Elderly in Home Care safety can be a big issue if you don’t know the dangers and how to prevent falls.
Can you see all 14 safety problems in this image? A lot of these safety hazards could very easily cause someone to have a fall. So let’s take a closer look at the dangers this image portrays and how to prevent falls for the Elder and the entire community.
Let’s tick off all the problems in the image above:
Stairs do not have a handrail
Deactivated fire alarm
Cloth on space heater
Loose extension cords in traffic areas
Smoking – cigarettes left unattended
No automatic shut off on coffee maker
Open bottles of medicine
Clutter on stair-case
Newspapers too close to lamp
No handle on door
No deadlocks on door
Did you find them all? If not, perhaps it has alerted you to some safety issues that may need attending to, in your own home or in the home of a Loved One.
Falls are one of the biggest safety issues for Elders and a major cause of injury
They are the leading cause of injury-related hospital admissions in people aged 65 years and over.
Falls are common among older people
It is estimated that at least one-third of people aged 65 years and over fall one or more times a year. Although many of these falls do not result in injury, they can cause:
Hip and wrist fractures;
Hip and shoulder dislocations;
Head injuries and abrasions;
Bruising and sprains;
Fear of falling that can result in loss of confidence and restriction of activities.
Older people are almost 12 times more likely to have a fall than a motor vehicle or pedestrian accident.
Falls can be prevented
Contrary to popular belief, falls are not inevitable and many older people can be prevented from falling. Some risk factors for falls are relatively easy to change and where falls occur, the severity of injuries can be reduced. The first step is to ensure that if a person is feeling unsteady or has a fall, even one that does not cause an injury, an appointment is made to discuss this with a doctor.
To avoid falls and injuries from falls
Exercise to improve your balance, strength and flexibility. Home or group exercise programs and Tai Chi are good examples.
Wear shoes that are comfortable and fit well – they should be wide enough in the toe area, have low or no heels and have slip-resistant soles.
How to Improve home safety inside
Have adequate lighting. Replace light globes with compact fluorescent lamp (CFL) energy efficient globes of 12 watts or higher. Use plug-in night-lights and have movement sensitive lights near stairs and the bathroom. These lights are available from most leading hardware stores.
Remove clutter and make sure walkways and corridors are kept clear and well lit.
Repair or replace carpets with worn areas, holes or long threads.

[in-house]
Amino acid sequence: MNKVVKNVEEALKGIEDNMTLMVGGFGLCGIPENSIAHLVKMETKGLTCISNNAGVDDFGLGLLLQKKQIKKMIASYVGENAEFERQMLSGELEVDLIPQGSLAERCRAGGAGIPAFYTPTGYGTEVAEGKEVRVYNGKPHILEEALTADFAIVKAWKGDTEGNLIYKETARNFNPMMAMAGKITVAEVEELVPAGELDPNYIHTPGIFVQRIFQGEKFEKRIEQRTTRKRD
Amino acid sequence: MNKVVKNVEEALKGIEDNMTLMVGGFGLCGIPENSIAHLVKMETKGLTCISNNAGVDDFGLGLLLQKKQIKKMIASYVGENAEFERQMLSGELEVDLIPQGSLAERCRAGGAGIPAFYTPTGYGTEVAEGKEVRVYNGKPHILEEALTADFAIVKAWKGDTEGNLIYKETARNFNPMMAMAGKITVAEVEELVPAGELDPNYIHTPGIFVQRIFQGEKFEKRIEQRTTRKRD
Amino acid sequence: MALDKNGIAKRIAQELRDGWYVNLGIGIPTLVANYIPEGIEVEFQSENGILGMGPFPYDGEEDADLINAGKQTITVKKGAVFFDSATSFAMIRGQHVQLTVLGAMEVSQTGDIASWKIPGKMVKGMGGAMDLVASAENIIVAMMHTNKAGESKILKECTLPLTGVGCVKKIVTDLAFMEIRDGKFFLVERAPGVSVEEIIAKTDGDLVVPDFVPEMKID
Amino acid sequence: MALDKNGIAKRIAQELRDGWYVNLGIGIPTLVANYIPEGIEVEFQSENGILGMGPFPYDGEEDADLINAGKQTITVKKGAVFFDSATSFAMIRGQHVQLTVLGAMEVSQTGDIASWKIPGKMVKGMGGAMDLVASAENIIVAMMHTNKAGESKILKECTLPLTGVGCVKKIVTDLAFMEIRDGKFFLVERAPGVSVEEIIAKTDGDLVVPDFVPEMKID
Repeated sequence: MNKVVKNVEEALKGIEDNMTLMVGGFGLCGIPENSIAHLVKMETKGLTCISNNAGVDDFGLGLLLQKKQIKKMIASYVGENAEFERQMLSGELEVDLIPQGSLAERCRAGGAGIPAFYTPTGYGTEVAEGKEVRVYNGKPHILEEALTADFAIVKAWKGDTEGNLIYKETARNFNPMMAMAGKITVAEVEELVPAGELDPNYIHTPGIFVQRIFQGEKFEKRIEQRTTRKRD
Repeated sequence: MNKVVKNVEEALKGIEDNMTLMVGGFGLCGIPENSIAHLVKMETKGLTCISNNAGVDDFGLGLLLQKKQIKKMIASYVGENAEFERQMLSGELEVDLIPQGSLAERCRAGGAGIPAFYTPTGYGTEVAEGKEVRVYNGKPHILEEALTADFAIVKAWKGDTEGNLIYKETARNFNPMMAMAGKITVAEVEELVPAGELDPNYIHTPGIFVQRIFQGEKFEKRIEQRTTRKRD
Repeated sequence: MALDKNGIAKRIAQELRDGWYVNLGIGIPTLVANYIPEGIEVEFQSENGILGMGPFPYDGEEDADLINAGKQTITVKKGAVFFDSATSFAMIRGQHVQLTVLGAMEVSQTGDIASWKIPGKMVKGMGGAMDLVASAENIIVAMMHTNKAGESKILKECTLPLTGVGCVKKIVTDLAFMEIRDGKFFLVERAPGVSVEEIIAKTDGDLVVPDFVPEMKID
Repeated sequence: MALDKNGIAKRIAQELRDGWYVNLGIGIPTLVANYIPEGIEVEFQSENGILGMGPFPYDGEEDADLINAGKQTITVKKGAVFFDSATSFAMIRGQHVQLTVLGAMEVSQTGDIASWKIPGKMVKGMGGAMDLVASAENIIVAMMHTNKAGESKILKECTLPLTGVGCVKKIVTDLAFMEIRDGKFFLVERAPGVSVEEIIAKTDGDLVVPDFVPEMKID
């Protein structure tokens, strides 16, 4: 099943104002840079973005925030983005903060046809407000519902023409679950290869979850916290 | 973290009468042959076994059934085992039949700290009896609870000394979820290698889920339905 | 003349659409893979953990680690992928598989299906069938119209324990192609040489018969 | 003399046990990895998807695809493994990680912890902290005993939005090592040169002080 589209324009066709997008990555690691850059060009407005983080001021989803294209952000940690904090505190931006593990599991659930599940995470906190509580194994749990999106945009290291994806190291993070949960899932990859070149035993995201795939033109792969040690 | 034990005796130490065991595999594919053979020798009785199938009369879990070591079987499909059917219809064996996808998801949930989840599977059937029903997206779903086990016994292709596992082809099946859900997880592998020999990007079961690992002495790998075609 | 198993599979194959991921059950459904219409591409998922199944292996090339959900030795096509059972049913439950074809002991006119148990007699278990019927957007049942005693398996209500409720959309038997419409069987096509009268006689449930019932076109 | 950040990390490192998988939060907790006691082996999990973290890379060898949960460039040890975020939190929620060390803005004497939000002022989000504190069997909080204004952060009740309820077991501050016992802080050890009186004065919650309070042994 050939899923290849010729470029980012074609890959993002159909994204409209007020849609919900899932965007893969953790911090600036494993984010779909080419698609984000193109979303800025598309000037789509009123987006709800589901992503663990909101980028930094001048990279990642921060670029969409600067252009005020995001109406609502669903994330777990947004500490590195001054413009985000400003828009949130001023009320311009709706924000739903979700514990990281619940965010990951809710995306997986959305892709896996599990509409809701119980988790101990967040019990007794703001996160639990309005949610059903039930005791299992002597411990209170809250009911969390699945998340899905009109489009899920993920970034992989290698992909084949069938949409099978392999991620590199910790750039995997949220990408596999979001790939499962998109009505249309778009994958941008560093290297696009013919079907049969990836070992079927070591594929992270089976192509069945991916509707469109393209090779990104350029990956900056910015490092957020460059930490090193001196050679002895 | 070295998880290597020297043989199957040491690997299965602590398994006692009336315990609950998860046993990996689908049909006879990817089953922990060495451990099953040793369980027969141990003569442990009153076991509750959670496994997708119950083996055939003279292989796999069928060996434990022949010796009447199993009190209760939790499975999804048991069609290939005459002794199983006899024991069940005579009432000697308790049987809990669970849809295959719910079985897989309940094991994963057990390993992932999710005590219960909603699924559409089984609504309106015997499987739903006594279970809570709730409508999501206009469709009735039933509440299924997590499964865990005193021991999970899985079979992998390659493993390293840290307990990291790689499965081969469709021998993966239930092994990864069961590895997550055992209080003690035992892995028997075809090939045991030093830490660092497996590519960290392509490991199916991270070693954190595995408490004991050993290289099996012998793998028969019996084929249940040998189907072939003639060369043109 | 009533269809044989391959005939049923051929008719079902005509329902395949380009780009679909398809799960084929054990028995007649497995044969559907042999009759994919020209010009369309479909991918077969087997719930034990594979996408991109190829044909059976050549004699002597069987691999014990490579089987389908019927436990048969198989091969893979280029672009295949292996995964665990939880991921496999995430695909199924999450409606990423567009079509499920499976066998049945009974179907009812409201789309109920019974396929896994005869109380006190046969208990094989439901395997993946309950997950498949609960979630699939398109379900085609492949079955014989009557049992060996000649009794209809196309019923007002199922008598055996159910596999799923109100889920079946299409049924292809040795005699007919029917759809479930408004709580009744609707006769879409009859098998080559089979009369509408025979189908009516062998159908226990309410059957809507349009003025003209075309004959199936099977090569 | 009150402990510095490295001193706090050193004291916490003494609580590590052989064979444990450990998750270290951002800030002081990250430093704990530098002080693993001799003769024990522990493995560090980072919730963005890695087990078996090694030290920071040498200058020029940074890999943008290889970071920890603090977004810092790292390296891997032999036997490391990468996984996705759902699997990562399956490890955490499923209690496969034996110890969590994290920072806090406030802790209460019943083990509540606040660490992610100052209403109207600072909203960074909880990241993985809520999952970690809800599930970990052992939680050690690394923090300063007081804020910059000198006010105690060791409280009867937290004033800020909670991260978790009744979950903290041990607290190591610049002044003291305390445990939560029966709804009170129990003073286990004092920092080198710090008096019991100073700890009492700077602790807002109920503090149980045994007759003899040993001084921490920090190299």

Check that mats and rugs are secure and have no tears or wrinkles. Put adhesive strips on all mats and rugs, including those in the bathroom.
Make sure that chairs and beds are sturdy and easy to get into and out of, and that tables and benches do not have sharp corners. Lounge room chairs should not be too low.
Check that internal doors can be opened and closed properly, preferably without locks.
Check that external doors can be locked and unlocked easily and are working properly.
Wipe up spills immediately.
Install grab rails in the bathroom (towel rails are not usually strong enough to use as grab rails).
Store and use medications safely.
To reduce the risk of falling in an emergency, make sure your house has smoke alarms in working order and a fire blanket or extinguisher that is easy to reach.
How to improve home safety outside
Clear away garden tools;
Kill mosses, fungi and lichen that make garden paths slippery when wet;
Mark the leading edge of outside steps (for example, with white paint) so they are easy to see;
Make sure outside steps are well lit;
Keep paths well swept;
Repair broken, uneven or cracked paths, patios and other walking surfaces;
Wear sunglasses and a hat to reduce sun glare;
Install a hand rail next to steps, to hang on to.
To maximise physical wellbeing to staying healthy
Talk to your doctor or other health professionals about your diet, managing your medications (including non-prescription ones), and ways to manage chronic medical conditions, including dizziness and incontinence, to reduce risks of falling
Have your eyes tested annually
Visit your podiatrist regularly to minimise foot problems
Things to remember
Falls are a major cause of injury for older people.
Falls may be an indicator of deteriorating health.
Exercising can help maintain strength (muscle and bone) and balance.
Taking precautions in and around the home can help you avoid falls and injuries from falls.
Monitoring or personal alert systems or services can give older people independence and peace of mind.
Ways Daughterly Care can help keep your loved one safe
To make sure your loved one is safe on outings or attending appointments, contact to arrange in home care services either on an Hourly basis or a Live In Care basis. Our Live In care service is a great way to ensure the safety of your loved one. Our experienced in home Caregivers stay in the home for a period of between 3 – 4 days at a time. This is a premium care service and provides the ultimate in home safety.